How could an organization use the Burke Assessment?  It could be used to screen candidates. For example, if a candidate shows low flexibility, which is critical for this job, you may not want to pursue them as a candidate.  More often, an organization wants to use the assessment developmentally.  Here is how selection and onboarding can connect.  The assessment is used to measure all your candidates’ levels of learning agility.  Ultimately, you decide based on interviews, etc., who it is you want to hire.  You make an offer, they accept, and a start date is determined.  This time, in the Day 1 meeting, we start by welcoming our new employee and telling him or her what we learned about them during the selection process.  We can explain the concept of learning agility to them.  We can either summarize what we found from the assessment as their strengths and areas for development or we can give them their report. The report is created when someone answers the 38 items.  Part of the purpose of the discussion with the employee is to confirm or validate the assessment results.  Sometimes, an employee may not agree with the results in a particular dimension.  That’s okay.  The objective of the conversation is to validate the assessment results with the employee.  Validation means confirming the person’s perspective of themselves with the results of the assessment.  They may be aligned.  Sometimes, there might be an area where the person’s view of themselves and the assessment results are different.  The objective is understanding the person’s starting point in a particular area.  We can then, together, decide on a plan going forward.

This is where the conversation shifts to focus on Onboarding.  What assignments are we thinking about giving you and why?  In some cases, it is your technical skills.  In other cases, it is because you bring dimensions of learning agility that we need represented on this project.  We can then talk about how we see you contributing. The assessment may also show there are one or two areas where development is needed, and you are in agreement with this result.  We will need to talk about how and where you will need to use that capability.  Given that this is something you will be working on, we will need to talk about how we can support you, the resources available, and how to expect feedback on your progress and ways to improve.  If you return to Example 1, you can insert everything about meeting people and discussing projects.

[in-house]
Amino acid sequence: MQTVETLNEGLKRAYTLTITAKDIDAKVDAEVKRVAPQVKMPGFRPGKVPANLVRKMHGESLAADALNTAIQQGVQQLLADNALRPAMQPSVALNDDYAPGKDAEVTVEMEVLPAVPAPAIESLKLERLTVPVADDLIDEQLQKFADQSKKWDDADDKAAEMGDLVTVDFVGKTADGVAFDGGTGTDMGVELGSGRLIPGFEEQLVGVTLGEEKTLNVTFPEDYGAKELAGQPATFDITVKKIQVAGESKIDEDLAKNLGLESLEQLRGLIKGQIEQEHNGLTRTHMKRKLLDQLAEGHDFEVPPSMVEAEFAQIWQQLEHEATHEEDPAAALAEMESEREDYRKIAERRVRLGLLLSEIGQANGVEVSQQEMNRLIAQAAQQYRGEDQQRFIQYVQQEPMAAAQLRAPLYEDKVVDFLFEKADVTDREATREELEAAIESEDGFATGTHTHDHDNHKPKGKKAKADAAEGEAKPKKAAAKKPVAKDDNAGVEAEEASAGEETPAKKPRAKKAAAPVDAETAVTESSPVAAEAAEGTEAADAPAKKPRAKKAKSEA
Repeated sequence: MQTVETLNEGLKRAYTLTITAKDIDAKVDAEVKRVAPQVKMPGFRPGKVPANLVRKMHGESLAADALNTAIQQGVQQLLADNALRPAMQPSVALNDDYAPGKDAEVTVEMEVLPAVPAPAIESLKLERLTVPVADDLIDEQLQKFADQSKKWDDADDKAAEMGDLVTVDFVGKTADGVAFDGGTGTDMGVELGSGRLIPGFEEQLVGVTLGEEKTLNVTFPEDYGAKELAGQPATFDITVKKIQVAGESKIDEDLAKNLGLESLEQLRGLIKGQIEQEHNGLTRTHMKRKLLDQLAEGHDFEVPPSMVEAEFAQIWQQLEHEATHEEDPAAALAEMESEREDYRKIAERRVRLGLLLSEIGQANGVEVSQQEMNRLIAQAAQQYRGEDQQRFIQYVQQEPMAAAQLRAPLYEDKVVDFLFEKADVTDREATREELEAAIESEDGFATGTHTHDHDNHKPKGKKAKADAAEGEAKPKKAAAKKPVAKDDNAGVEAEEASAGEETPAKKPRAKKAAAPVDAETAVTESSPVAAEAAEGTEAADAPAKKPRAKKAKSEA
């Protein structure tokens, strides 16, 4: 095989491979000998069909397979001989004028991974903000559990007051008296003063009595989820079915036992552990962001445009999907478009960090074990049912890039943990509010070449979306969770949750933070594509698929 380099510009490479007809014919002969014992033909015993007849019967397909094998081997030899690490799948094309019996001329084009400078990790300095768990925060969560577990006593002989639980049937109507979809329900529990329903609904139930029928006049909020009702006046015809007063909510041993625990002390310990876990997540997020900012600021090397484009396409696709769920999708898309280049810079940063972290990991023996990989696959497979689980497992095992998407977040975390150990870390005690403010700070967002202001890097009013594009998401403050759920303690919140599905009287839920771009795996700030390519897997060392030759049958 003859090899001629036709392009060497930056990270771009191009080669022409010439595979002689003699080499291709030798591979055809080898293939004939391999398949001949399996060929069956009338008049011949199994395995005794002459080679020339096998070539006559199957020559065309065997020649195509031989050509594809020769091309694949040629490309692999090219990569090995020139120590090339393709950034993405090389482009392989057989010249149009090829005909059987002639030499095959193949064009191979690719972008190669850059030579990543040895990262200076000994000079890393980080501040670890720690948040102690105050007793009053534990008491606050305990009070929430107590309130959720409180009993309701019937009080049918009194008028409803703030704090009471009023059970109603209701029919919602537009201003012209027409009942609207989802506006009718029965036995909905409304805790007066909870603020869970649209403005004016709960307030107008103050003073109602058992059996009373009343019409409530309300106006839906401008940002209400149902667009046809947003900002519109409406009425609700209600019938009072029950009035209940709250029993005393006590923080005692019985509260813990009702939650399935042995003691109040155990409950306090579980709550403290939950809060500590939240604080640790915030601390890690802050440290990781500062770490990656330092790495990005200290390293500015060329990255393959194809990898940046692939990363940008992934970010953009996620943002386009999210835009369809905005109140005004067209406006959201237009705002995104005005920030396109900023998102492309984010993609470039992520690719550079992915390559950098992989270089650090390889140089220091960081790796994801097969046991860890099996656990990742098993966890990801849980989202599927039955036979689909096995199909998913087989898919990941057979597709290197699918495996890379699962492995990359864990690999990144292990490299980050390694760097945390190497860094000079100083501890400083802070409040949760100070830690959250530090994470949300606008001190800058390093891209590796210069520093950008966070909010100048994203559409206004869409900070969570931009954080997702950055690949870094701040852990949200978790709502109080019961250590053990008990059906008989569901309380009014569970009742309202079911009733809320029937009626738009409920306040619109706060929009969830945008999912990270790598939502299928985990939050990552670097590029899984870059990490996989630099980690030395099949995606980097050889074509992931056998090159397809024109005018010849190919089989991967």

Nothing was described in either example that wasn’t present in the first part of this article.  The difference is in example 1. It is assumed that selection and onboarding are two distinct and separate processes.  In example 2, we see one continuous process.  An organization is less likely to experience the Great Resignation or Quiet Quitting when you show your new employee what you learned about them during the hiring process, demonstrating how you plan to utilize their skills, with development beginning on Day 1.  Remember, your new employee is already deciding whether or not to stay with this organization.


For over 25 years, E.A.S.I.-Consult® has been helping companies identify – and develop – the most successful leaders for their organization.  As a leading company in researching and identifying key capabilities necessary for any situations – including unpredictable leadership challenges – we assist organizations reach their full potential.

About the Author

David Hoff is the COO and EVP of Leadership Development for E.A.S.I-Consult®E.A.S.I-Consult works with Fortune 500 companies, government agencies, and mid-sized corporations to provide customized Talent Management solutions. E.A.S.I-Consult’s specialties include leadership assessment, online pre-employment testing, survey research, competency modeling, leadership development, executive coaching, 360-degree feedback, online structured interviews, and EEO hiring advisement. The company is a leader in the field of providing accurate information about people through professional assessment. To learn more about E.A.S.I-Consult, visit www.easiconsult.com, email ContactUs@easiconsult.com or call 800.922.EASI.